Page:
by Jim Kenzie
Was this Volkswagen worth the “W-eight”?
Half-Moon Bay, California – Let’s get one thing straight about Volkswagen’s new Passat W8. It’s a mistake.
The pronunciation, I mean.
It should be “Double-Vee”, not “Double-You”, because the engine is essentially two Vee-four engines mated onto a common crankcase. The letters U and V have been confused in various Latin-related languages since before Year Zero – remember all those V’s on Roman buildings where there should be U’s? The new Passat just adds to the confusion.
Eight cylinders, 275 horsepower and a fifty-grand-plus price tag may not be typically associated with the VW badge, but the eight-pot Passat sedan and wagon are already arriving in VW dealerships.
Those Vee-four engines are from the fabled VR6 family, which feature pairs of cylinders alternating at a fifteen-degree angle within each of two blocks, which themselves are arranged at a 72 degree angle. The resulting engine is extremely short, allowing it to fit, albeit snugly, under the Passat’s comely hood, designed for nothing larger than a V6.
The W8 has a “flat” crankshaft, meaning the throws are 180 degrees apart – i.e., all in the same plane – rather than radially dispersed at 90 degrees as in most eights. VW says this helps low-end torque.
Flat cranks also generate a characteristic engine note, which VW didn’t mind at all, and a tendency to vibration, which they did mind, since refinement was, along with bottom-end grunt and compactness, among the main design objectives. So a pair of counter-rotating balancing shafts was added.
Click image to enlarge
Chain-driven double overhead camshafts per bank of cylinders, with infinitely-variable timing on the intake cams and two-stage variability on the exhausts, plus 32 valves, make this one busy piece of hardware. I have seen a mechanical cut-away of this engine, showing how the pistons go up and down, the crankshaft goes round and round, and the music comes out here. But I still have no clue how they make this all work.
275 horsepower isn’t a great accomplishment from four litres – Jaguar gets 290 from their much older and simpler design of the same displacement. Likewise maximum torque, which at 272 lb.-ft. falls below the Jag’s 290. The low-end criterion is well-served – the VW’s torque peaks at a low 2,750 r.p.m. versus the Jag’s 4,300.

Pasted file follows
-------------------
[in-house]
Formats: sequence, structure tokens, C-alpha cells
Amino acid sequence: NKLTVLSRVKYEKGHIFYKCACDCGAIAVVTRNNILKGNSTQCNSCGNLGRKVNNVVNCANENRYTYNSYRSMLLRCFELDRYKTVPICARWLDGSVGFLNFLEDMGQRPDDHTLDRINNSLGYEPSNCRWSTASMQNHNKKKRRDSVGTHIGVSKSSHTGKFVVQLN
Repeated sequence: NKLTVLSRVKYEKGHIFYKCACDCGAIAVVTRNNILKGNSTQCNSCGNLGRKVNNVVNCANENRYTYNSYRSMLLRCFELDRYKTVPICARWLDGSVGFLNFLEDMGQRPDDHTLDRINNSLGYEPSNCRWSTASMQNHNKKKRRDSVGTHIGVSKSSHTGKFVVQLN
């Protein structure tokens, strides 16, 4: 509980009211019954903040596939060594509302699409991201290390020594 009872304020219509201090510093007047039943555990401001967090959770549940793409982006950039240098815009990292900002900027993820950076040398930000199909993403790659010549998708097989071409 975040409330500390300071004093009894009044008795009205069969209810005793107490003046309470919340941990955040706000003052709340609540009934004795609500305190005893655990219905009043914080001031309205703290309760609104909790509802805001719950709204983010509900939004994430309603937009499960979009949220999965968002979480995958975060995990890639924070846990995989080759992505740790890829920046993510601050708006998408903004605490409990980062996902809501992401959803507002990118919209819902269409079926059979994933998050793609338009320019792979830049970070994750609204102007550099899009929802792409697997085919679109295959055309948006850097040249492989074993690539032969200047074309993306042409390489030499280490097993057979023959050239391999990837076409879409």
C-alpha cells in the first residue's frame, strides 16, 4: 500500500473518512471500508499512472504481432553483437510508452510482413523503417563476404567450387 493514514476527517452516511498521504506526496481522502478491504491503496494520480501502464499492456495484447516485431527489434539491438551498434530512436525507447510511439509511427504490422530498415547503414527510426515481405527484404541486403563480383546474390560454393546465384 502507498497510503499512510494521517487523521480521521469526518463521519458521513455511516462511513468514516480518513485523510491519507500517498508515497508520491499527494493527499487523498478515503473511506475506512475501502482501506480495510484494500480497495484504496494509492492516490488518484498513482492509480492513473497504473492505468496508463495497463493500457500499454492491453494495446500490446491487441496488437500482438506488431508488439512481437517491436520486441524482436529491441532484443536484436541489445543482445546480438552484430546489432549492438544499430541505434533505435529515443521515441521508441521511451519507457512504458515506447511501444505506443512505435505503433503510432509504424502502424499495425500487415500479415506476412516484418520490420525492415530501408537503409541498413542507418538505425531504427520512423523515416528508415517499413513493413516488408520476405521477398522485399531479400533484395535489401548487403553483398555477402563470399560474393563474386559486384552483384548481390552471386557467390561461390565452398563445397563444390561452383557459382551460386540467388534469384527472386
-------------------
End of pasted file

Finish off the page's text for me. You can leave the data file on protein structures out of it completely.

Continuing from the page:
Currently, the Passat W8 is available only with a five-speed automatic transmission with Tiptronic manual override; a six-speed manual, available in Europe since the car’s launch last year, will join our party this fall as part of a “Sport” option.
All W8 Passats use what VW calls 4Motion four-wheel drive but which is really Audi’s quattro system, with a Torsen (torque-sensing) centre differential nominally dividing driving force equally front-to-rear, but automatically and mechanically locking up if differences between front and rear wheel rotational speeds are detected.
There are few things more pretentious for a writer than to quote himself, but when I drove this car last summer in Switzerland, I said, “those expecting a traditional American-style V8 punch in the kidneys will wonder what all the fuss is about…” That’s because the W8’s off-the-line launch was decidedly less-than-spectacular, abetted not at all by the fact that the four-wheel drive eliminates any hint of wheelspin, which equates to “acceleration” in most peoples’ minds.
Worse still, my spies tell me that the North American dealers who drove the car over there almost refused to consider taking it if something couldn’t be done about this.
Since the car was primarily aimed at North America, something would have to be done, and it was – the final drive ratio was shortened from an Autobahn-friendly 2.91:1 to a more drag-racing oriented 3.50:1, an exceptionally large 20 percent numerical increase. This single change has reduced the 0 – 100 km/h from 7.8 to 6.5 seconds, and the car is much more eager and responsive in all driving conditions.